Evaluating the impact of information on electoral accountability

Feb. 21, 2012, 3:21 p.m.

At a 3ie Delhi seminar in December, Dr. Rohini Pande, Harvard University, presented preliminary findings from a 3ie supported evaluation of the impact of voter education awareness campaigns on voting behavior.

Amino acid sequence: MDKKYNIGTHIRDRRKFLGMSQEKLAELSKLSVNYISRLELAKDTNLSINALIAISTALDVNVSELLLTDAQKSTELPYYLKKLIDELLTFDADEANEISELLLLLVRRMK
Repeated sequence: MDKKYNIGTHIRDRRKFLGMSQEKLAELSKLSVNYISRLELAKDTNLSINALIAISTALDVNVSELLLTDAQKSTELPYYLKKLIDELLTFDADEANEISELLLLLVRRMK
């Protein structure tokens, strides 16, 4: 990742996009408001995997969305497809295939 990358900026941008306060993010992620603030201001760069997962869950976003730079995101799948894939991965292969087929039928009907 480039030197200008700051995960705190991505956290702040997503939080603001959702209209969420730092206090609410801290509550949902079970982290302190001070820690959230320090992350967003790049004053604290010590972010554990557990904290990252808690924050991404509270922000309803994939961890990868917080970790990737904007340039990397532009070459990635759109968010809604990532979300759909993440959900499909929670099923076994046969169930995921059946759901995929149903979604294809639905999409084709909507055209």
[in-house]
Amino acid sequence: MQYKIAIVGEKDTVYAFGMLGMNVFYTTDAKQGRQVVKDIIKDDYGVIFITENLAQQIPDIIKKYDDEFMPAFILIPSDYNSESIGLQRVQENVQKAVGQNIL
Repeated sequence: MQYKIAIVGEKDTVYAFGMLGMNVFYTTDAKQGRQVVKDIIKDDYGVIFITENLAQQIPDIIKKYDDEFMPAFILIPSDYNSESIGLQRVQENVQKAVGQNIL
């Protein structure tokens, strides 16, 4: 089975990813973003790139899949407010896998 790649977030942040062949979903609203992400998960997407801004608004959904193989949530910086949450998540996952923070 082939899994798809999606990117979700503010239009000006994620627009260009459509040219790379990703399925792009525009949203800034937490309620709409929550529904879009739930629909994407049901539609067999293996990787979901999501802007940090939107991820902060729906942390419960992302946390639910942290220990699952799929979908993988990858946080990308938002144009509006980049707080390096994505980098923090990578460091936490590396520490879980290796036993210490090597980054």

Nearly a quarter of the 543 elected members of the Indian Parliament have been charged with crimes, including rape and murder (Association for Democratic Reforms, 2009). Civil society movements have made corruption among politicians a topic of national importance using approaches such as voter education campaigns to empower citizens and demand more effective leadership. At the 3ie Delhi seminar Dr. Rohini Pande, Harvard University, presented preliminary findings from a 3ie supported evaluation of the impact of voter education awareness campaigns on voting behavior. “There is no reason to suppose that democracy delivers the best kind of governance. There is little information flowing through the electoral system though election campaigning is so wide spread,” said Dr . Pande. The Abdul Latif Jameel Poverty Action Lab (J-PAL) research team, and its NGO partners Satark Nagrik Sanghatan and Prayatn, used  ‘report cards’ and street theatre to generate awareness on the performance of elected representatives in the urban slums of Delhi and villages of Rajasthan. The report cards give an objective profile of the candidate's education, criminal record, assembly or parliament meeting attendance and their performance as measured by expenditure on public works. The findings from this randomised control trial are promising. “Our evaluation in Delhi shows that the turn out for the election was 3-5 % higher in treatment groups than the control groups. Better performing incumbents received more votes in the treatment group. Cash-based vote-buying also declined by 19 % in treatment polling stations,” said Dr Pande. In Rajasthan, the findings show that the campaign motivated more villagers to stand for elections. While it discouraged the incumbents to run, female incumbents were more encouraged to contest. The Rajasthan results suggest that informational incentives have an impact on not just voters but also candidates. During the discussion at the seminar it was asked whether the results of this evaluation were purely attributable to objective information from the campaign. “What we still need to understand is whether the impact on voting behavior was a result of the information from the campaign or a general priming effect which led to voter perceptions being formed,” clarified Dr. Pande.  

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